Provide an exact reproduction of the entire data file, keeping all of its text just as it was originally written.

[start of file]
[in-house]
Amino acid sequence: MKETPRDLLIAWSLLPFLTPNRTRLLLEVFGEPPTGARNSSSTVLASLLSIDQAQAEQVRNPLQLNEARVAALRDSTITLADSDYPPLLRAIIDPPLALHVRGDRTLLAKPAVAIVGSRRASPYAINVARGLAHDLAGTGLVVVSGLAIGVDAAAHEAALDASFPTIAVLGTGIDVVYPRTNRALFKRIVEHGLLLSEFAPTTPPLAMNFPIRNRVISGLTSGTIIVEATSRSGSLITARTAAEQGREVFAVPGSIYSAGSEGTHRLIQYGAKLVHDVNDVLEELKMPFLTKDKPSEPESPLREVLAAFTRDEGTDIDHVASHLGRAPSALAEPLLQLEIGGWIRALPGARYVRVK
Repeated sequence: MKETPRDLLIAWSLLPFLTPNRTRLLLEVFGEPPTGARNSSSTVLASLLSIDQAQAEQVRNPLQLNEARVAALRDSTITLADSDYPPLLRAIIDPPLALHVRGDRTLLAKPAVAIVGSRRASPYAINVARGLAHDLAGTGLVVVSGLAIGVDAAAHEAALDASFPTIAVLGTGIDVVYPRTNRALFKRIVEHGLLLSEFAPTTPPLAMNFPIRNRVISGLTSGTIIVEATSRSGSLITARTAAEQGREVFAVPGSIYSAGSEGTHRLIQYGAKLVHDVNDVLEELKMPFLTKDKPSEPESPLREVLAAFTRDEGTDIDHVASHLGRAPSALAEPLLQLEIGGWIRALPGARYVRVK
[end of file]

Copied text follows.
[in-house]
Amino acid sequence: MKETPRDLLIAWSLLPFLTPNRTRLLLEVFGEPPTGARNSSSTVLASLLSIDQAQAEQVRNPLQLNEARVAALRDSTITLADSDYPPLLRAIIDPPLALHVRGDRTLLAKPAVAIVGSRRASPYAINVARGLAHDLAGTGLVVVSGLAIGVDAAAHEAALDASFPTIAVLGTGIDVVYPRTNRALFKRIVEHGLLLSEFAPTTPPLAMNFPIRNRVISGLTSGTIIVEATSRSGSLITARTAAEQGREVFAVPGSIYSAGSEGTHRLIQYGAKLVHDVNDVLEELKMPFLTKDKPSEPESPLREVLAAFTRDEGTDIDHVASHLGRAPSALAEPLLQLEIGGWIRALPGARYVRVK
Repeated sequence: MKETPRDLLIAWSLLPFLTPNRTRLLLEVFGEPPTGARNSSSTVLASLLSIDQAQAEQVRNPLQLNEARVAALRDSTITLADSDYPPLLRAIIDPPLALHVRGDRTLLAKPAVAIVGSRRASPYAINVARGLAHDLAGTGLVVVSGLAIGVDAAAHEAALDASFPTIAVLGTGIDVVYPRTNRALFKRIVEHGLLLSEFAPTTPPLAMNFPIRNRVISGLTSGTIIVEATSRSGSLITARTAAEQGREVFAVPGSIYSAGSEGTHRLIQYGAKLVHDVNDVLEELKMPFLTKDKPSEPESPLREVLAAFTRDEGTDIDHVASHLGRAPSALAEPLLQLEIGGWIRALPGARYVRVK